(Alam et al., 2014; Beretta et al., 2008; Dogra et al., 2014; Fabbrocini
et al., 2009, 2011c, 2014b; Leheta et al., 2011; Majid, 2009; Schwarz
and Laaff, 2011; Sharad, 2011), with a range of one to ﬁve treatments.
The median duration between treatments was 4 weeks, with a range
of 2 to 8 weeks. The median needle length used was 1.5 mm, ranging
from 1 mm to 3 mm. No studies compared needle thickness or degree
of pressure applied.
Eighteen patients out of 246, over 10 studies (Alam et al., 2014;
Beretta et al., 2008; Dogra et al., 2014; Fabbrocini et al., 2009, 2011c,
2014b; Leheta et al., 2011; Majid, 2009; Schwarz & Laaff, 2011; Sharad,
2011) treating patients with skin needling alone, had adverse events re-
ported. Skin needling is expected to cause temporary erythema, pain, a
burning sensation, edema, bleeding, or a serous ooze resolving with
crusting or scabbing (Alam et al., 2014; Beretta et al., 2008; Dogra
et al., 2014; Fabbrocini et al., 2009, 2011c, 2014b; Leheta et al., 2011;
Majid, 2009; Sharad, 2011). Bruising and hematomas are also expected,
particularly over bonyprominences (Dogra et al., 2014; Fabbrocini et al.,
2014b; Schwarz and Laaff, 2011), The development of “tram trek”scar-
ring was reported with 2-mm needles in one case report (Pahwa et al.,
2012). This phenomenon also occurred in a study using 1.5-mmneedles
(Dogra et al., 2014), but not in a study using 2.5-mm needles (Gadkari
and Nayak, 2014). It is therefore unclear if this phenomenon is related
to needle length. There were no other reports of scarring. Other adverse
events included the development of acne and the formation of milia
(Beretta et al., 2008; Leheta et al., 2011; Sharad, 2011) (see Fig. 2).
Serious adverse events worth noting when skin needling was used for
other dermatological conditions included facial allergic granuloma and
systemic hypersensitivity reactions, possibly related to topical products
put on the skin before needling or to the needles themselves (Patsou,
2013; Soltani-Arabshahi et al., 2014).
Infection as an adverse event
No studies reported bacterial infections after treatment, although
some opted for topical or oral antibiotic prophylaxis (Alam et al.,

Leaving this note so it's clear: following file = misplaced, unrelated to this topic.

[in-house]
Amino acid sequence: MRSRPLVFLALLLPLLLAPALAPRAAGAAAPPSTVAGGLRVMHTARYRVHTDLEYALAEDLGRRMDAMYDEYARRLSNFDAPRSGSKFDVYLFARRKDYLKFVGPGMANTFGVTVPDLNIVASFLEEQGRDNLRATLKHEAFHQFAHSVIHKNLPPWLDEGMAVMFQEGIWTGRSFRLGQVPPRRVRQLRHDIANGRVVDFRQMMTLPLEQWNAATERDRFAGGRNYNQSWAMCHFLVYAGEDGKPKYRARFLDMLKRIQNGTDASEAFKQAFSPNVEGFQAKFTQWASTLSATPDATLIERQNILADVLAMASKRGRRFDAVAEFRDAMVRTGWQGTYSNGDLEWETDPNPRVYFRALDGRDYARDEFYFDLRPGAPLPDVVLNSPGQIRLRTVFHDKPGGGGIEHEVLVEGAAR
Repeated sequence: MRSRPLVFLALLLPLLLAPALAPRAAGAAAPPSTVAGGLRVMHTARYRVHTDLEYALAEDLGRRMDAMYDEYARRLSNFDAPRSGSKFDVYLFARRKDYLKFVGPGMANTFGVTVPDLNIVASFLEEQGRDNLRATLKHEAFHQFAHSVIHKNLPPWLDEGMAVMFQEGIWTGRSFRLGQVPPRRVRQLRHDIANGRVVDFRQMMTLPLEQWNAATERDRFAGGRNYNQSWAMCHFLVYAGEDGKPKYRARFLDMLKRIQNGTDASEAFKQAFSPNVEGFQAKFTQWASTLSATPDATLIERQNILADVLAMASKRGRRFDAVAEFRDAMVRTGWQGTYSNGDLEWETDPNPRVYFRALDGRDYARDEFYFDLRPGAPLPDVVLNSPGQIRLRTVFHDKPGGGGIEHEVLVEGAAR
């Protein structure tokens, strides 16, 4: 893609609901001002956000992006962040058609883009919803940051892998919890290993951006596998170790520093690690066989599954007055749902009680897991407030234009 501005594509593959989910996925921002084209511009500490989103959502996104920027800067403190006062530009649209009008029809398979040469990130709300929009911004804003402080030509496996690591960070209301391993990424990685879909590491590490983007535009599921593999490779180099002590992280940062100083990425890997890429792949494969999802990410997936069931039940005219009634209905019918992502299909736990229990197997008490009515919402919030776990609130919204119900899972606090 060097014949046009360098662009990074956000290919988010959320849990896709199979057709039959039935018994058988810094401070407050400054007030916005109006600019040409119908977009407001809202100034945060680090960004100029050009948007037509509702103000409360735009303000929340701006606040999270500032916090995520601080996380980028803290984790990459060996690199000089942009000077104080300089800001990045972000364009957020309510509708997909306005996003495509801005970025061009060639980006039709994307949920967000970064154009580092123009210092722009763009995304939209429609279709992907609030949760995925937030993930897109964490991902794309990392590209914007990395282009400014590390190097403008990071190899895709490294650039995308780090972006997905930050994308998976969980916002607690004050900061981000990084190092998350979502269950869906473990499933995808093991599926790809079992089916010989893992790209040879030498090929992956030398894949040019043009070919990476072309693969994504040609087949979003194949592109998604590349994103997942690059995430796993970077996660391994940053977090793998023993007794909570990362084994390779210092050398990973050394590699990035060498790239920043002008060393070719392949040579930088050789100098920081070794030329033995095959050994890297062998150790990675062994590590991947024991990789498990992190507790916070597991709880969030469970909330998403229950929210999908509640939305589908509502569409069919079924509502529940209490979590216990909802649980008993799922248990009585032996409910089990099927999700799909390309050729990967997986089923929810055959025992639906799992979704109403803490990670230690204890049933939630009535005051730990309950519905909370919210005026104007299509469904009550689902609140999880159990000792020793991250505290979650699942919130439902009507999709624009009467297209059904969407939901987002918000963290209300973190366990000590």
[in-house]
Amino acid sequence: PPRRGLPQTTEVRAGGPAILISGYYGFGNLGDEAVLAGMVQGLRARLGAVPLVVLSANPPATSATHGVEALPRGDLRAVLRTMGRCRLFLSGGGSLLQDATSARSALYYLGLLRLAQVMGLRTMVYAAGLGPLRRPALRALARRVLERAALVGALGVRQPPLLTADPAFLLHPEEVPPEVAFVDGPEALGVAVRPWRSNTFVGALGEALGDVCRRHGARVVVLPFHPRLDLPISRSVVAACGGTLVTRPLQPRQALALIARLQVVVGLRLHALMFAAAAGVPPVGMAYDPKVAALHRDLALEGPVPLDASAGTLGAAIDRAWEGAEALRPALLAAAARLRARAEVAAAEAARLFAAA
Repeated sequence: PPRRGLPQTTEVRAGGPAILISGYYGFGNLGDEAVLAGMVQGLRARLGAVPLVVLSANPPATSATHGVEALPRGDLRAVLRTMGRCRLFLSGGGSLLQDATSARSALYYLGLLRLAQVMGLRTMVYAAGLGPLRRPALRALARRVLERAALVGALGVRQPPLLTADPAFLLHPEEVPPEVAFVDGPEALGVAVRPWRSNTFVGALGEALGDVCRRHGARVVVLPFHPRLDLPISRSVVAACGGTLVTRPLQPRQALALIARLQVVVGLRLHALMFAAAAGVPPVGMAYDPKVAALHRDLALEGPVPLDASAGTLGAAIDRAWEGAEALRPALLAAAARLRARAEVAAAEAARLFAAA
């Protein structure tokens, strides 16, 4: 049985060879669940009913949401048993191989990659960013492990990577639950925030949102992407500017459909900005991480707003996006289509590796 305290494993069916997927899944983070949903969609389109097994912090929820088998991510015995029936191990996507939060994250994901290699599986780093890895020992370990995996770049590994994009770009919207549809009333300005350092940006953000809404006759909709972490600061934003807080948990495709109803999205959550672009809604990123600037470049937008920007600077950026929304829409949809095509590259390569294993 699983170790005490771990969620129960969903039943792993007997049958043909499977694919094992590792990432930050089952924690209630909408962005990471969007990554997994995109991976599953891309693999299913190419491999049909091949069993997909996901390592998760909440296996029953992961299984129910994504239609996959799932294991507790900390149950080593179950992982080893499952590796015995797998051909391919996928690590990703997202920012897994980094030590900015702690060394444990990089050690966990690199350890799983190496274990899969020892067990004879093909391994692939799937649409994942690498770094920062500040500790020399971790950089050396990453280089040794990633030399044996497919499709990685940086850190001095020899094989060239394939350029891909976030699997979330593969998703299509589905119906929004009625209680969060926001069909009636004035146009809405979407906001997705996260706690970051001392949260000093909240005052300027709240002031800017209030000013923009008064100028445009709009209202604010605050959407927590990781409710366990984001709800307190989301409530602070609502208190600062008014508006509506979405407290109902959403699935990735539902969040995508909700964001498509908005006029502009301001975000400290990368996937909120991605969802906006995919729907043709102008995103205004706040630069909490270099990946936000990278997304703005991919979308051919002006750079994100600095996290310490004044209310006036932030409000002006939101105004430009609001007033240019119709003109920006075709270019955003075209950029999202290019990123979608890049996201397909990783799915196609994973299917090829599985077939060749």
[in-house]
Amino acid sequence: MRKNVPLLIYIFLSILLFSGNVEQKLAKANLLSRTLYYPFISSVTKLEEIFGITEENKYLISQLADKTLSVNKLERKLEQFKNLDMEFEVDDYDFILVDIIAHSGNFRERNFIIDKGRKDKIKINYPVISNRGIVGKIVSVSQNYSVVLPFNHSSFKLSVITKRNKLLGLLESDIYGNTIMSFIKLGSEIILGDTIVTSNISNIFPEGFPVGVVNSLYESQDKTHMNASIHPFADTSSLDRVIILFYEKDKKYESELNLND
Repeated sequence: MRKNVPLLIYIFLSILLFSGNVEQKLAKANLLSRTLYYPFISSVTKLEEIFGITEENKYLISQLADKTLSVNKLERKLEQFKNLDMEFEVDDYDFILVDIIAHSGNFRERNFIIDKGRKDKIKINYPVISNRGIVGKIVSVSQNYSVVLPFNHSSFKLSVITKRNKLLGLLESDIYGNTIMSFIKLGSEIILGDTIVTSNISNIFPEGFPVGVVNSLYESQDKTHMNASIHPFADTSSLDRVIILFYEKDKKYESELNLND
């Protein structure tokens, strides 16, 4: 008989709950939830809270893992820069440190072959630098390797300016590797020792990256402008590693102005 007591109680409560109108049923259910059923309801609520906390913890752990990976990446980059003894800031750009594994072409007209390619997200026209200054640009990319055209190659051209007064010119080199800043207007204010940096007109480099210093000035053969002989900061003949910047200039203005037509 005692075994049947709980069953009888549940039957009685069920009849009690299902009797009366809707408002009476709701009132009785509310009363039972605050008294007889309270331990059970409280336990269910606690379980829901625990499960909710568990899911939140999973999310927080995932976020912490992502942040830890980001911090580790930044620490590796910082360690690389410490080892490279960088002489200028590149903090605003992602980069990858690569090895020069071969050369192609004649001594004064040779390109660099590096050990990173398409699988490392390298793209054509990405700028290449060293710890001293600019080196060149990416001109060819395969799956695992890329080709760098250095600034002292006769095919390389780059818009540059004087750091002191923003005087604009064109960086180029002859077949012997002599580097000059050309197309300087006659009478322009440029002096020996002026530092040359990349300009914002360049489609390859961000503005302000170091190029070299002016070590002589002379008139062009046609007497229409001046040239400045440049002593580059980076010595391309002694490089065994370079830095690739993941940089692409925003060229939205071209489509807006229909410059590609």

2014; Gadkari and Nayak, 2014; Majid, 2009; Sharad, 2011). One
study reported infections with herpes simplex virus (HSV), but it was
unclear if these patients had acne scarring (Aust et al., 2008a). Reports
of HSV infections have been noted in other articles (Fernandes, 2005;
Torezan et al., 2013) and oral acyclovir was given to patients with a his-
tory of HSV in at least one study including patients with acne scarring
(Alam et al., 2014).
Post-inﬂammatory hyperpigmentation as an adverse event
In an early study using rats, post-inﬂammatory hyperpigmentation
after skin needling was found to be unlikely (Aust et al., 2008b). Of
the patients treated with skin needling alone, nine developed
postinﬂammatory hyperpigmentation (Dogra et al., 2014; Majid,
2009; Sharad, 2011); all had skin phototypes of three or greater except
one, where the skin phototype was not mentioned. Not all studies re-
ported skin types, but in at least four studies (Alam et al., 2014; Dogra
et al., 2014; Fabbrocini et al., 2014b; Sharad, 2011), there were a total
of 105 patients with skin phototypes of three or greater.
Skin needling is a relatively simple, cost-effective technique used for
the treatment of acne scarring. A review of the current literature sug-
gests that it has moderate efﬁcacy. However, the evidence for this is
limited as it is based on predominantly observational studies, which
are heterogeneous in design with some lacking statistical analysis and
internal validity.Skin needlingwas shown to work well in combination
with other treatments for acne scarring, but the results of each study
were speciﬁc for each treatment and lacked external validity. Skin
needling appeared to be safe with a low frequency of side effects. No
consensus has been reached on the use of antibiotic prophylaxis.
Double-blinded randomized controlled trials are needed to further
evaluate efﬁcacy, and speciﬁc studies are needed to deﬁne the optimal
number of treatments, duration between each treatment, and needle
depth, and to further characterize adverse reactions.